This website favors the following definitions of business process management (or simply “process management”) and its delimitation to business process reengineering:
Business process management (BPM) cannot be considered as a single BPR project but it deals with how to manage processes on an ongoing basis (Armistead and Machin, 1997).
BPR often addresses the reengineering of individual processes only. Therefore the BPR approach often treats processes as unconnected islands. However, the success of an organization also depends on how its business processes interact. Moreover, reengineering experts virtually do not state how to manage a business process after reengineering. Though, business processes still have to be managed after being reengineered (Garvin, 1995).
A firm which has adopted the process-view of its organization, regardless of whether it has already run through BPR and/or process improvement projects or not, is concerned with the management of its business processes (Armistead and Machin, 1998).
Business process management does not only incorporate the discovery, design, deployment and execution of business processes, but also interaction, control, analysis and optimization of processes (Smith and Fingar, 2002).
“Process management seeks to improve processes continuously so that the products and services meet the ever-changing expectations of the internal and external customers.” (Hinterhuber, 1995)
Business process management is a management philosophy that focuses on organizing the organization around its business processes (Harmon and Wolf, 2007).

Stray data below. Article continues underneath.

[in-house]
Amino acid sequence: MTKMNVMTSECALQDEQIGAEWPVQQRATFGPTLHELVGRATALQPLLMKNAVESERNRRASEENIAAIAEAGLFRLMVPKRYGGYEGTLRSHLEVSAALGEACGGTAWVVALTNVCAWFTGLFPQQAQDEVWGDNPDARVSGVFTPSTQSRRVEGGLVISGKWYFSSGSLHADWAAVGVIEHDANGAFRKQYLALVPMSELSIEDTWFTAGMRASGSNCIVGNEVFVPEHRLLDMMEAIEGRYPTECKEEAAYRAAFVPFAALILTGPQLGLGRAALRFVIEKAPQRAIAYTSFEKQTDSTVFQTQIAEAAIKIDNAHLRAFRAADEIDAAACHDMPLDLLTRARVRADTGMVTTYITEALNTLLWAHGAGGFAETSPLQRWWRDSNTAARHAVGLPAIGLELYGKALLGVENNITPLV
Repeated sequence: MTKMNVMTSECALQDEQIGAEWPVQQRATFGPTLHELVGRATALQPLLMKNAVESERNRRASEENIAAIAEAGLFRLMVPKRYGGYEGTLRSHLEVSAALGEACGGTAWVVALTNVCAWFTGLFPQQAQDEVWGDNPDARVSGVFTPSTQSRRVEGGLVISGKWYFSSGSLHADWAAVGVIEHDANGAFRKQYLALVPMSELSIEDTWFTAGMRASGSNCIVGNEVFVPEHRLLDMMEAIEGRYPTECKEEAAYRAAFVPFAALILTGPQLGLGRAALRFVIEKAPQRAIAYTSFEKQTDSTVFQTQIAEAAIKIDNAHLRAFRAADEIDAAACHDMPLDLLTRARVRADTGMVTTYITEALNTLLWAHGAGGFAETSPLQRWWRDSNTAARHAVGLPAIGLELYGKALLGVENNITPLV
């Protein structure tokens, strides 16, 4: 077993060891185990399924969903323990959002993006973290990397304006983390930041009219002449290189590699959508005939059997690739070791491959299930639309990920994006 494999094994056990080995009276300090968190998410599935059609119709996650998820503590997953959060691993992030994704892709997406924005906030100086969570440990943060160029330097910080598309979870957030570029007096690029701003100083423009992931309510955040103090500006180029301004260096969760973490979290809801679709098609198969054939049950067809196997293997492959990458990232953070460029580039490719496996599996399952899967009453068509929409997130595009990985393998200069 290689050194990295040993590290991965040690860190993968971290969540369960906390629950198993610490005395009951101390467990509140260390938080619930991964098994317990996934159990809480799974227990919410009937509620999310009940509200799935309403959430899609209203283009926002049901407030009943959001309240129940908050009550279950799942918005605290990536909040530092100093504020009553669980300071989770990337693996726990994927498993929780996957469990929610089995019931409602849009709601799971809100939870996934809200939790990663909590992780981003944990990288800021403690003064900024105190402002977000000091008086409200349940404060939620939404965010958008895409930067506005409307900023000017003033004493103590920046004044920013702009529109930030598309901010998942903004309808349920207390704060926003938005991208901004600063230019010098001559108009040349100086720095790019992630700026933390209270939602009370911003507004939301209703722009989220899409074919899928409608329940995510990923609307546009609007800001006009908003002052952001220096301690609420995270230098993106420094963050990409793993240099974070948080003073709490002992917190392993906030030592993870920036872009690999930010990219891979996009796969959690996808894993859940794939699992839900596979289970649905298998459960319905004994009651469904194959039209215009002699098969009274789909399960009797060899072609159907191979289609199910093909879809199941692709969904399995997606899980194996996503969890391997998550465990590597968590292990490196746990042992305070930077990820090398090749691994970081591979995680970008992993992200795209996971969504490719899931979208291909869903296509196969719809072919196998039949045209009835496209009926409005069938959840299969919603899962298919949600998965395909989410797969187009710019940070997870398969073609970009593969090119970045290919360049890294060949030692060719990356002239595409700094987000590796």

A myriad of books and articles refer to the idea of business process reengineering (BPR). The purpose of this website is not to comprehensively treat the idea of BPR, since BPR is a single project undertaken by a firm and not an approach of managing a firm based on its processes on an ongoing basis. Therefore this website should only roughly outline the concept of BPR.
Business Process Reengineering is defined by Hammer and Champy (1993) as “…the fundamental rethinking and the radical redesign of business processes to achieve dramatic improvements in critical, contemporary measures of performance, such as cost, quality, service and speed.”
BPR has a lot of different interpretations. Coulson-Thomas (1995) differentiates between two types of business process redesign. He calls the first type “process simplification” which refers to incremental improvement of processes. This approach can yield incremental improvements through documentation, analysis and then redesign of current processes. By contrast, the second type of process redesign is about the fundamental “process re-engineering” which involves radical change. Radical change means a fundamental transformation, e.g. implementing completely new processes or rebuilding the whole organization. Similarly, Childe et al. (1994) differentiate between incremental and radical types of BPR. In practice, both types of business process redesign are labeled as BPR (Armistead and Machin, 1998). In this website, the definition of Coulson-Thomas is followed, i.e. BPR is not considered to be an incremental change or improvement of a business process but a fundamental and radical redesign of business processes.